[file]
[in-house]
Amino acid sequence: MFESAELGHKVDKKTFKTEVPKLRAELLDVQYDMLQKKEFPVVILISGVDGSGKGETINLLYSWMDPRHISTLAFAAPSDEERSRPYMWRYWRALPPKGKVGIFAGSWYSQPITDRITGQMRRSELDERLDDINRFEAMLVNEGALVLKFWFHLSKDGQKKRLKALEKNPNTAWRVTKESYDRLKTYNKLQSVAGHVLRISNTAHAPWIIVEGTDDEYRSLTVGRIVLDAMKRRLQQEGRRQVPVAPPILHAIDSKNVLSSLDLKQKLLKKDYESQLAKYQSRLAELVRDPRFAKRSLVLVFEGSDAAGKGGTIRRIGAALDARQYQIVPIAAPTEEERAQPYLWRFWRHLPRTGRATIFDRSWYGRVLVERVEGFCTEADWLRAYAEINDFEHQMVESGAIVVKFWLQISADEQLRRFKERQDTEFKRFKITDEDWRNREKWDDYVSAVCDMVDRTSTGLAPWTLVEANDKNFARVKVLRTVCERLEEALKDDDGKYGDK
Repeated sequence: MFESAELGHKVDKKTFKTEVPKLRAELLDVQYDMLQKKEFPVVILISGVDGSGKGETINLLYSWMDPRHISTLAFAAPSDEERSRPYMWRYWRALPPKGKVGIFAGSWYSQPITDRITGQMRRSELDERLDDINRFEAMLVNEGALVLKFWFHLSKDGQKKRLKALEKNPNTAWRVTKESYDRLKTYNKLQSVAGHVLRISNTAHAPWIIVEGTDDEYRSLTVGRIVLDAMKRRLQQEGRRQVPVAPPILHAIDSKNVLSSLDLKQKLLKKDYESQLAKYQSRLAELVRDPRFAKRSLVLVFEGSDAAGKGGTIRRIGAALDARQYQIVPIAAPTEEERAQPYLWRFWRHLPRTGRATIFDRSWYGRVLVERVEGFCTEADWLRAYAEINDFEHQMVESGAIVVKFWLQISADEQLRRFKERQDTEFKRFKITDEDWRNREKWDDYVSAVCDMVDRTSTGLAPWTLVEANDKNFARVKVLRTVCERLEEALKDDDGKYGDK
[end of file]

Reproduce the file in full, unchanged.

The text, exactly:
[in-house]
Amino acid sequence: MFESAELGHKVDKKTFKTEVPKLRAELLDVQYDMLQKKEFPVVILISGVDGSGKGETINLLYSWMDPRHISTLAFAAPSDEERSRPYMWRYWRALPPKGKVGIFAGSWYSQPITDRITGQMRRSELDERLDDINRFEAMLVNEGALVLKFWFHLSKDGQKKRLKALEKNPNTAWRVTKESYDRLKTYNKLQSVAGHVLRISNTAHAPWIIVEGTDDEYRSLTVGRIVLDAMKRRLQQEGRRQVPVAPPILHAIDSKNVLSSLDLKQKLLKKDYESQLAKYQSRLAELVRDPRFAKRSLVLVFEGSDAAGKGGTIRRIGAALDARQYQIVPIAAPTEEERAQPYLWRFWRHLPRTGRATIFDRSWYGRVLVERVEGFCTEADWLRAYAEINDFEHQMVESGAIVVKFWLQISADEQLRRFKERQDTEFKRFKITDEDWRNREKWDDYVSAVCDMVDRTSTGLAPWTLVEANDKNFARVKVLRTVCERLEEALKDDDGKYGDK
Repeated sequence: MFESAELGHKVDKKTFKTEVPKLRAELLDVQYDMLQKKEFPVVILISGVDGSGKGETINLLYSWMDPRHISTLAFAAPSDEERSRPYMWRYWRALPPKGKVGIFAGSWYSQPITDRITGQMRRSELDERLDDINRFEAMLVNEGALVLKFWFHLSKDGQKKRLKALEKNPNTAWRVTKESYDRLKTYNKLQSVAGHVLRISNTAHAPWIIVEGTDDEYRSLTVGRIVLDAMKRRLQQEGRRQVPVAPPILHAIDSKNVLSSLDLKQKLLKKDYESQLAKYQSRLAELVRDPRFAKRSLVLVFEGSDAAGKGGTIRRIGAALDARQYQIVPIAAPTEEERAQPYLWRFWRHLPRTGRATIFDRSWYGRVLVERVEGFCTEADWLRAYAEINDFEHQMVESGAIVVKFWLQISADEQLRRFKERQDTEFKRFKITDEDWRNREKWDDYVSAVCDMVDRTSTGLAPWTLVEANDKNFARVKVLRTVCERLEEALKDDDGKYGDK